Lemsip, sleep, fun with friends, Cthulhu Fluxx (Secret Cultist ftw!), music, lace knitting, baby Groot, new tattoo excitement (I get my first one tomorrow!), working out a better route to work, Sourpuss clothing (for having the dress I wanted to buy with my first paycheck at the new job in stock in my size), vegetarian and vegan cooking, huge hot bowls of don buri, the local dollar store’s candle selection, quiet time, warm snuggles and the being looked after when sick (it’s been a while), crazy pet names, Pinterest, yarn, tea. 

How about you? What are you thankful for this week?

On compliments: A simple way to boost your self-esteem.

It’s all thanks to Reese Witherspoon. 

I can’t remember how many years it was ago now, but I remember reading an interview with her in which she said that when people compliment her she always simply says “thank you”.

Think about it. When people pay you a compliment what do you say? 

Do you thank them? Or do you come out with something like “what, this? Oh, but it’s really cheap/I just threw it on/I’m not sure about it… and anyway yours is much nicer/it’s all thanks to my hairdresser…”

What are you really saying to them? Do you mean that their compliment isn’t worth that much? That you don’t deserve it? 

Next time someone gives you a compliment, try simply saying ‘thank you’. If you feel the need to embellish, how about “I got it at this great shop…” or “I like your __________ too”. Or just SMILE and say thank you. Notice how different it feels. How much better. 

You’re not downplaying yourself. You’re not downplaying them. You’re taking the kindness they’ve sent your way and sending some of your own back to them. 

Simple, no?

(And when you’ve practiced that one, try this- say something when someone says, does, looks or wears something good. Don’t just think it, let them know. You may well make their day.)

Links of Groot…um…joy [SPOILERS]

My Best Beloved posted this video from the end of the movie on my wall today, and it reminded me of just how much I loved ‘Guardians of the Galaxy’. 

Obviously, when I watched that at the movies, I walked out saying that this needed to be a piece of merchandise. If someone makes one for me I’ll be quite pathetically happy and grateful, and will place it somewhere prominent and make people watch it. Just saying. Here’s a Vine of said piece of merchandise in action. It’s hypnotic.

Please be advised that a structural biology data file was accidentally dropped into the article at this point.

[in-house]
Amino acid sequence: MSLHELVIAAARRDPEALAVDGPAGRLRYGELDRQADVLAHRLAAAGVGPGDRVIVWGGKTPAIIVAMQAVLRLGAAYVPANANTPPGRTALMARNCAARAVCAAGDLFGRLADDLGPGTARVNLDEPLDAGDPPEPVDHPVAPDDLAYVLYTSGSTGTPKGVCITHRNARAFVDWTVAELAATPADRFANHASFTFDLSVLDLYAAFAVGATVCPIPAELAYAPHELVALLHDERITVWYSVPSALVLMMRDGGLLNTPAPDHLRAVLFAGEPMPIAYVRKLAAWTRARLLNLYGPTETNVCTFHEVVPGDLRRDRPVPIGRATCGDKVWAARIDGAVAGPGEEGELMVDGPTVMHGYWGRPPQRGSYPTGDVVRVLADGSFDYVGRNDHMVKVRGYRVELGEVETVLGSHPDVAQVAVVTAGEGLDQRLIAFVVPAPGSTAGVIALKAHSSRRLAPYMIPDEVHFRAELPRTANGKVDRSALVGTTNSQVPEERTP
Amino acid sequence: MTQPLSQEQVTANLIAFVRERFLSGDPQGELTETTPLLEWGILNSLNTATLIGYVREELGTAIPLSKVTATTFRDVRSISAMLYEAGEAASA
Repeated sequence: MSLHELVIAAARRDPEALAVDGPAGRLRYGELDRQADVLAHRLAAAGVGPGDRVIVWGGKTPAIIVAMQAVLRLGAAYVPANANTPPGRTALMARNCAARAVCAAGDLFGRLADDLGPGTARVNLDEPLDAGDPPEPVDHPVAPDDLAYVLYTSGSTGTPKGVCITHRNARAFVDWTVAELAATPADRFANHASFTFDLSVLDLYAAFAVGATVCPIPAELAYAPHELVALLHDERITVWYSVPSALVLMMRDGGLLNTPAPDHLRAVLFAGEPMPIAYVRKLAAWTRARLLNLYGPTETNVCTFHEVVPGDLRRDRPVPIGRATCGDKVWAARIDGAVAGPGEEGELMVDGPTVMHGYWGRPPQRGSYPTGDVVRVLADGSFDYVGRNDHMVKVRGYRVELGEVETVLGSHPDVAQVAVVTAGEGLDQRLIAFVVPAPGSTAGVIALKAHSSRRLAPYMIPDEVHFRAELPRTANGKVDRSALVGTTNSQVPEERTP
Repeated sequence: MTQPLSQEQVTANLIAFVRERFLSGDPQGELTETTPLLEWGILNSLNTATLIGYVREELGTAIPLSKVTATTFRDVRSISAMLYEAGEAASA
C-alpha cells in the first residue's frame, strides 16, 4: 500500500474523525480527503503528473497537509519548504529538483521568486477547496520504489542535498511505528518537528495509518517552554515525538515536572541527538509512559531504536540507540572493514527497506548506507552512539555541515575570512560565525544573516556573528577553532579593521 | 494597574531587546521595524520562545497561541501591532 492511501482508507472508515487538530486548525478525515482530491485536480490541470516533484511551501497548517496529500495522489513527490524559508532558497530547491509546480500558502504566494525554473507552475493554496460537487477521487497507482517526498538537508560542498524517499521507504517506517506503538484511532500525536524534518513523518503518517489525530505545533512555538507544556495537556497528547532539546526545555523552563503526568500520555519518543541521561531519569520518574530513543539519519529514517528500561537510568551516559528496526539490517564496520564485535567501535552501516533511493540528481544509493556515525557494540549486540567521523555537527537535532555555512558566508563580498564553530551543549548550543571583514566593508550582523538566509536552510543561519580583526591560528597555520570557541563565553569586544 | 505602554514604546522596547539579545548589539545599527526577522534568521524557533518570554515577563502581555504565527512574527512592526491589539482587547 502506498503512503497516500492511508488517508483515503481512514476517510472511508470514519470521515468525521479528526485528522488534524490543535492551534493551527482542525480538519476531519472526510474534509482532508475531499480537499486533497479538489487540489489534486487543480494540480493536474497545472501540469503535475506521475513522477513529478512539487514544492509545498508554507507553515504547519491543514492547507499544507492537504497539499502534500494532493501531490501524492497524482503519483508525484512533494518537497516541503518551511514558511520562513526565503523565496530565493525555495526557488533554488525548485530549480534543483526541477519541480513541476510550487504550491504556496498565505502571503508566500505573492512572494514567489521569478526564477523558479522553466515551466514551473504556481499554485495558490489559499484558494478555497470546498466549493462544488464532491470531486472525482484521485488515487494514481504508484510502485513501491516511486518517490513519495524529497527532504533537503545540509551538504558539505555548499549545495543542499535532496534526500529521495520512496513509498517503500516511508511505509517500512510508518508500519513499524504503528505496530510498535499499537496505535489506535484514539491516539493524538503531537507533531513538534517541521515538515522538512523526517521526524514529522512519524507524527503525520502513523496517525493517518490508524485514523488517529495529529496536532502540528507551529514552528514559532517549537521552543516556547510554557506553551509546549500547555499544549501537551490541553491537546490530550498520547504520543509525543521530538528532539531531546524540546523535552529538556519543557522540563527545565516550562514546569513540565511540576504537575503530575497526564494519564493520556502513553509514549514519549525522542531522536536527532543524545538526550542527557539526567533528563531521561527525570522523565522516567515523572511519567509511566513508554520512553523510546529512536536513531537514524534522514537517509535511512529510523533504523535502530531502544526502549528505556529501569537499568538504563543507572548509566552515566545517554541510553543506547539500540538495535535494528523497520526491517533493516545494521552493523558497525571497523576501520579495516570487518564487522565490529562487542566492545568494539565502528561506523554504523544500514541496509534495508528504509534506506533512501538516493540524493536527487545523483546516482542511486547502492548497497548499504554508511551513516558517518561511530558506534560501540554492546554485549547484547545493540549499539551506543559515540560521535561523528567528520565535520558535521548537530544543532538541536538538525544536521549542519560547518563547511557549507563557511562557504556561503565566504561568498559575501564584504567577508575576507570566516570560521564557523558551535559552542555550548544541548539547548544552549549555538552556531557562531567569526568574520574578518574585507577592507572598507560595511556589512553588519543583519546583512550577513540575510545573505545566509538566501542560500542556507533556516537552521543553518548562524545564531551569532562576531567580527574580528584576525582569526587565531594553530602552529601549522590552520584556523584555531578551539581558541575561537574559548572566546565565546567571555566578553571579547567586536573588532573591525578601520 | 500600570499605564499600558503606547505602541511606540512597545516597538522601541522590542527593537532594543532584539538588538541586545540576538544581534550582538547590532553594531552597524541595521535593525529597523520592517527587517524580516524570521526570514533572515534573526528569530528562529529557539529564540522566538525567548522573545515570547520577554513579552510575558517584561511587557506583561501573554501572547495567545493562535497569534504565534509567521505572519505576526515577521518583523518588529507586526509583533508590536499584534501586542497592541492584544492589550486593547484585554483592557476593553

You can also translate any webpage into Grootspeak with this handy-dandy Grootify button. After all, Cornify isn’t for everyone. 

I’ll leave you with the movie soundtrack on Grooveshark, which I am totally unable to stop listening to for some reason. 

Dance battle, dude. Me and you.

Tired-but-happy Tuesday

Sorry folks but you’ll have to wait until next week for the Suit of Pentacles. I was at a convention all weekend, including running two games, and I am still wiped out. It was a resounding success (well done to my dear friend Anna), something I suspected when my one-card pull for the weekend was the Three of Staves/Wands- successful cumulation of enterprises.

Anyway, so tired. So I’ll keep this short and sweet and grateful:

Things I’m thankful for right now: the Best Beloved (who took very good care of me this weekend) tea, a warm bed, early nights, newbies having a good time in my games, laughing with friends, enthusiasm, healing, moving forward, the borrowing of a deliciously warm and snuggly fleece-lined cloak from my best beloved, shenanigans with my friends, meeting new people, Pin Up Girl’s Erin dress, snuggling, shoulder/neck/head rubs, spontaneous Bohemian Rhapsody, loom band bracelets, the Parlour, SARK, recharged Kindle with new Francesca Lia Block goodness, friendly bus drivers, the Post-Punk Kitchen, having limbo music stuck in my head, big strong men cringing away from me because I had an open tub of glitter, knitting, taking a round off to set up for a game and more importantly nap, paneer makhani at the end of a long weekend, getting portrait photos with my man, seeing people play roles I’d written and it being just how I’d imagined, and delicious sleeeeeeep.